SUMMARY: I propose a visual Table Builder interface that would allow database selection, in-database operations such as joining and filtering, in-memory operations like "Table>Concatenate" and "Rows> Select Where...", and some JSL operations like Add Property to be chained in a visual flow. I believe this approach would provide a very intuitive way for people with little data science training to automate data preparation and cleanup to easily capture live data sources into JMP for insight generation and analysis.
DETAILS: I find myself using the JMP Query Builder quite a lot to create data queries from our internal Postgres database, and it works well as a basic database querying tool. That said, I still find myself returning to Python, KNIME, or raw SQL to address more complex workflows, such as generating a table by joining two subqueries, themselves the result of joins and transformations on base tables. Ultimately, I still have to make a simple JMP query to get the data in JMP from the database, though. Additionally, the current query builder is rather slow, and not very intuitive to people who do not have a strong foundation in database operations.
The approach taken by KNIME and Alteryx here feels really good to me: a visual flow that lends itself to a powerful mental model of database operations. Each step generates a new virtual table (really an abstracted SQL operation) that can then be pieced together into larger queries.
Configuring individual steps in KNIME is also much faster than in Query Builder, I assume because predicate steps remain in memory and only the modified operation needs to execute on the in-memory representation of the previous step. QB instead runs a lot of SQL queries (turning off automatic previews helps immensely but you lose the preview functionality). Basically every time you select a column or rename a column with automatic preview on is a database query and a disruption in flow.
I think improving Query Builder would go a long way toward democratizing data operations and database usage to scientists and engineers. Here is what I'm proposing:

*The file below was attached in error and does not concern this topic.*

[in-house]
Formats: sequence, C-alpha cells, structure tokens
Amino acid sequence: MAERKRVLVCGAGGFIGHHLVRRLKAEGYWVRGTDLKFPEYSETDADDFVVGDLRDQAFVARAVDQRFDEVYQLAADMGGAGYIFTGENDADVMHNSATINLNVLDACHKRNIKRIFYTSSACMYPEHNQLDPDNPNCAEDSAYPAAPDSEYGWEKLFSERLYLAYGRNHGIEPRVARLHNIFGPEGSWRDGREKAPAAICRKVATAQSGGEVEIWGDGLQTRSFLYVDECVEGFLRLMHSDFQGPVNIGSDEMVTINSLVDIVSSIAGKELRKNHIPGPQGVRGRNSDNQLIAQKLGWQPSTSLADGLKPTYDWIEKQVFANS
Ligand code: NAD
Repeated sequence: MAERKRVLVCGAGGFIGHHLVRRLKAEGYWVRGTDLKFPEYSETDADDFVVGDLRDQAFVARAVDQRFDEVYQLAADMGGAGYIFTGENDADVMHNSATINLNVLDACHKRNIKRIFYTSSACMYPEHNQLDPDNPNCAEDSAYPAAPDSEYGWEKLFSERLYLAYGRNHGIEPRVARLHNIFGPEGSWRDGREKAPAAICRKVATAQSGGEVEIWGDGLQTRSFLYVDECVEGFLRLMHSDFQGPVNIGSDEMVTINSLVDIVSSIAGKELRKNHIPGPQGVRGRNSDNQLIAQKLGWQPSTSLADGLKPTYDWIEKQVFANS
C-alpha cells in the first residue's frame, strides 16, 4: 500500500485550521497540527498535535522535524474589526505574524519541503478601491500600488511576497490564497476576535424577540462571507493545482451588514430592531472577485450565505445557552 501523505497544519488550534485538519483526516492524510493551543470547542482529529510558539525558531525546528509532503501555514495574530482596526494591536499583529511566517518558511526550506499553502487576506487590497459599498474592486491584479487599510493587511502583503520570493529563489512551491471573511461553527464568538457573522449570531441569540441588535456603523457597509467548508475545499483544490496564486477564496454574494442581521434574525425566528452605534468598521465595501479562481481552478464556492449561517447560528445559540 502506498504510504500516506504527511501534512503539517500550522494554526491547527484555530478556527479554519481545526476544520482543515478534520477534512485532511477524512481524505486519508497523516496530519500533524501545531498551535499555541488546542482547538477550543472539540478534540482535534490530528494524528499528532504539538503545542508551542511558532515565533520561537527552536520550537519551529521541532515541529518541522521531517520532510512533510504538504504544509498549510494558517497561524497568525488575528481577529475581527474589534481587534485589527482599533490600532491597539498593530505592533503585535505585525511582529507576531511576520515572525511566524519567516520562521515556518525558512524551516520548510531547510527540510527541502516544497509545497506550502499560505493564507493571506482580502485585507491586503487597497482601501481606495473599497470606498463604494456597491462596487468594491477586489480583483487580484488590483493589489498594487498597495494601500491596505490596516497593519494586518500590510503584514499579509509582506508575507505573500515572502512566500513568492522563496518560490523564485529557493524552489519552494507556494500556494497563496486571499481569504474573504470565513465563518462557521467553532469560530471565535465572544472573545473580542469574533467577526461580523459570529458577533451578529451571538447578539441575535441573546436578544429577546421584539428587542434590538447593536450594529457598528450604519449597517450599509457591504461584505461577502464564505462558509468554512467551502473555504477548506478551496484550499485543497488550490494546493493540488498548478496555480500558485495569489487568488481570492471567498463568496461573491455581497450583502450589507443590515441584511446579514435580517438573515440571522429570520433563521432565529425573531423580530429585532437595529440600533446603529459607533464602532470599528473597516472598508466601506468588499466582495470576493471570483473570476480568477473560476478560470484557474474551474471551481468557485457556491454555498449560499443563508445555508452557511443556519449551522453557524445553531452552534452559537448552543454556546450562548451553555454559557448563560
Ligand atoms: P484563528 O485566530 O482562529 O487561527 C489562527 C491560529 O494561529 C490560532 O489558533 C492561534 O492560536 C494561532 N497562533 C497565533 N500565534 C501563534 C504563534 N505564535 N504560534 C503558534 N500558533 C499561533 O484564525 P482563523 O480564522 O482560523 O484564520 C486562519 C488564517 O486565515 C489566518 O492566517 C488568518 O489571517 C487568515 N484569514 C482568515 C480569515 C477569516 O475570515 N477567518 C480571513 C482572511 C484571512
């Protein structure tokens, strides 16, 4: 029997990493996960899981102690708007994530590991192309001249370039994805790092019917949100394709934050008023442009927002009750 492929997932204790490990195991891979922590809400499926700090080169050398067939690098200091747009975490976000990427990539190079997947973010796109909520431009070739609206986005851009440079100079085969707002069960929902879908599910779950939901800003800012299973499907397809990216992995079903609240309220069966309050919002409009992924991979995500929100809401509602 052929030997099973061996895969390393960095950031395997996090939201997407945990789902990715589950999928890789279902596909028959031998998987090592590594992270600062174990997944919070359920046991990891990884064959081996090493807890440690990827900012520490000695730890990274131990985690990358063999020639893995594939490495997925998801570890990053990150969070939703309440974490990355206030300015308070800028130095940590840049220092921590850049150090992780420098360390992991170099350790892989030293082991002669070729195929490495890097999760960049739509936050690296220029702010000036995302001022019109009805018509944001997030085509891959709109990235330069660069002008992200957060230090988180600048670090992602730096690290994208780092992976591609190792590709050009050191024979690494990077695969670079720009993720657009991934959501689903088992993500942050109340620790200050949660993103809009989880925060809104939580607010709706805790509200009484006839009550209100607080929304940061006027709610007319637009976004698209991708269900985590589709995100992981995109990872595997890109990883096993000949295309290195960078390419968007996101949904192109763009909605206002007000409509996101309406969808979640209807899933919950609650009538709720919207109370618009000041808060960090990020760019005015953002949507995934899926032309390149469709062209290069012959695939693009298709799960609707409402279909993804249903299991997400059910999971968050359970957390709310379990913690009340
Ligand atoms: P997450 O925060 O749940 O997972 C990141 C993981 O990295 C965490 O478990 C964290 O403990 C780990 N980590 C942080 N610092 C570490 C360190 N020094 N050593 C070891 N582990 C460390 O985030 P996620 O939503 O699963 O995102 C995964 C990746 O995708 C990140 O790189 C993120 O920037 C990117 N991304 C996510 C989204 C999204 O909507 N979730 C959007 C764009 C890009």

Separate table selection from join operations and filtering/ordering
This can leverage the existing query builder, as if a single table was selected. The JMP QB way of selecting and renaming columns is pretty good!
Wherever possible, use an in-memory representation of a table sample (including all columns and ~100-500 rows) for preview operations to avoid SQL queries as often as possible, since IO is by far the slowest part of most operations.
I include column selection, renaming, group by, aggregation functions, etc in this.
A possible concern is absurdly wide tables (bioinformatics comes to mind), so there may need to be a column limit as well for in-memory mode, but I'm pretty confident it would cover the vast majority of uses.
Build a visual flow representation for joining, filtering, sorting/order by operations.
Each operation would use the in-memory representation for preview of the output if possible.
The in-memory representation of the source table samples would also remove the need to query column names for the join operation, a step which is shockingly slow in JMP.
Ideally, allow JMP table operations (split, stack, concat, maybe even addition of columns with formulas, row selection, row hide & exclude, etc) to be chained to the flow as visual steps after query from database.
I find a lot of my colleagues end up stringing together various data cleanup and prep steps as menu operations that I then need to help convert to a post-query script for them.
Attaching scripts to the final data table could also be a visual step, which would make for a convenient flow of having a series of N steps for N attached scripts.
From at least a UI standpoint, most or all of these pieces can leverage existing UIs in JMP: the configuration panel for a JMP Table Concatenate step can literally use the same format as the Tables>Concatenate option in JMP already.
My ideal state is that a colleague without significant SQL or database training could easily experiment with table selection, joining, filtering, and data preparation to end up with a fully-automated workflow that results in exactly the table they need to do their visualization and analysis. I think the visual flow approach is an excellent way to facilitate that! This would be a true Table Builder, combining the features of database querying, in-database operations, and in-memory table, row, column, and script operations to build a fully-automatic data preparation workflow.
The ultimate output would be kind of like query builder: either a .jmpflow file (or whatever) that will open to the Table Builder flow or a saved script that can be run from an add-in or the script window.
I've attached a badly-drawn picture of what I'm thinking. If this piques developer interest, please feel free to reach out to me via private message if you'd like to connect to talk about this!